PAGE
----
12. Appropriate resources are available for the level of perinatal care. (38) C (Moderate quality) Audit report, training documentation
13. A continuous perinatal care quality improvement programme is established. (38) C (Moderate quality) Audit report
14. Accommodation is available for the partner when required. (see TEG NICU design) B (Moderate quality) Audit report
For health service    
15. Regional perinatal networks are organised. B (High quality) Audit report
16. A national guideline on the management of high risk pregnancies is available and regularly updated. B (High quality) Guideline
17. Regional / national oversight is established to ensure safety requirements for pregnancy and birth. (9,36) A (Low quality) Audit report
18. A perinatal information system to support quality assessment, certification, and audit of network units is established and maintained. (38) C (Moderate quality) Audit report

Where to go

Further development Grading of evidence
For parents and family  
  • Parents are involved in the monitoring of quality of organisation of perinatal care and neonatal transport.
B (Low quality)
For healthcare professionals  
For perinatal unit  
  • Ensure the availability of trained and experienced maternal-fetal specialists throughout the 24 hours.
B (High quality)
  • Dedicate accommodation within the hospital for expectant parents.
B (Low quality)
  • Benchmark services against national/international data (such as Europeristat). (38)
A (High quality)
For hospital  
For health service  
  • Benchmark perinatal outcomes using European obstetric surveillance system (such as Europeristat). (38)
A (High quality)
  • Regional / National oversight is established to ensure safety requirements for pregnancy and birth. (9,36)
A (Low quality)

Getting started

Initial steps
For parents and family
  • Parents are verbally informed by healthcare professionals about perinatal care.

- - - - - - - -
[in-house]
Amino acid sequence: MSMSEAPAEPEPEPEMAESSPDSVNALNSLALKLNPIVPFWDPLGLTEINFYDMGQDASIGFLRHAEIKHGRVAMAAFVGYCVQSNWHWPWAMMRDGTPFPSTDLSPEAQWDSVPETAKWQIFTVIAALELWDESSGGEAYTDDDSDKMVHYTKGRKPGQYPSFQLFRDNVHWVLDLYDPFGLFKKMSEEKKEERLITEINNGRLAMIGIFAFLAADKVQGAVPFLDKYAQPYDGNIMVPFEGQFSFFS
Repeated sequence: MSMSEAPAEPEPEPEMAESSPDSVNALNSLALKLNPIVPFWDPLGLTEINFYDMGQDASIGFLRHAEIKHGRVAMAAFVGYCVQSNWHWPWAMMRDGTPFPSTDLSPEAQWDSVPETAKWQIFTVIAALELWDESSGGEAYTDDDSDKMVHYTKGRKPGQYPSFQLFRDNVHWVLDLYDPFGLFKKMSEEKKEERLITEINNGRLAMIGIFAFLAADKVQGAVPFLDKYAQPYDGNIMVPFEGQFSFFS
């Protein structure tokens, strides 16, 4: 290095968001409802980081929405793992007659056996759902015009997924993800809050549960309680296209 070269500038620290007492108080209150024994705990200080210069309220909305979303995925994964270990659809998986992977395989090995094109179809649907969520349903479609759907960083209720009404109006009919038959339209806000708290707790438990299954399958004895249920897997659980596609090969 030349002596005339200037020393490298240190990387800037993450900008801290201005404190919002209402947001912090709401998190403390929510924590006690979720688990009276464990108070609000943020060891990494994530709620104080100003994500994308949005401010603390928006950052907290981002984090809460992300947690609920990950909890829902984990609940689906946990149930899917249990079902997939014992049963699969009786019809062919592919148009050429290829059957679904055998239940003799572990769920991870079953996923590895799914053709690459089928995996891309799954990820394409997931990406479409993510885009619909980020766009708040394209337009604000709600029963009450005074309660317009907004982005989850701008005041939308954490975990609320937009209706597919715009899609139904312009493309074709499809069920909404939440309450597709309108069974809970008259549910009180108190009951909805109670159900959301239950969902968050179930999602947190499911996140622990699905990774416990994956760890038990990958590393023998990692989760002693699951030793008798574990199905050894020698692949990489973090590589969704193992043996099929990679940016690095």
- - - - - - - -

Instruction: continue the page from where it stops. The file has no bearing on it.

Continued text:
For healthcare professionals
  • Attend training on perinatal care.
  • Enhance specialty training through on-the-job training and professional education programmes.
For perinatal unit
  • Develop and implement a unit guideline for standard and emergency care as well as transfer.
  • Distribute information material for parents on perinatal care.
  • Develop clinical perinatal networks.
For hospital
  • Support healthcare professionals to participate in training on perinatal care.
  • Collect information on perinatal care standards and equip perinatal units with appropriate healthcare professionals and material for patient care and training.
  • Provide resources for establishing and maintaining a perinatal unit.
  • Provide opportunities for on-the-job training, and experiential learning environments (clinical placements) for students undertaking professional education programmes.
  • Develop clinical perinatal networks.
For health service
  • Develop and implement a national guideline for standard and emergency care as well as transfer.
  • Develop information material for parents on perinatal care.
  • Submit and review perinatal data and output of surveillance systems.
  • Monitor perinatal outcomes using European obstetric surveillance system (such as Europeristat).


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November 2018 / 1st edition / next revision: 2023

Recommended citation

EFCNI, Schlembach D, Simeoni U et al. European Standards of Care for Newborn Health: Organisation of perinatal care. 2018.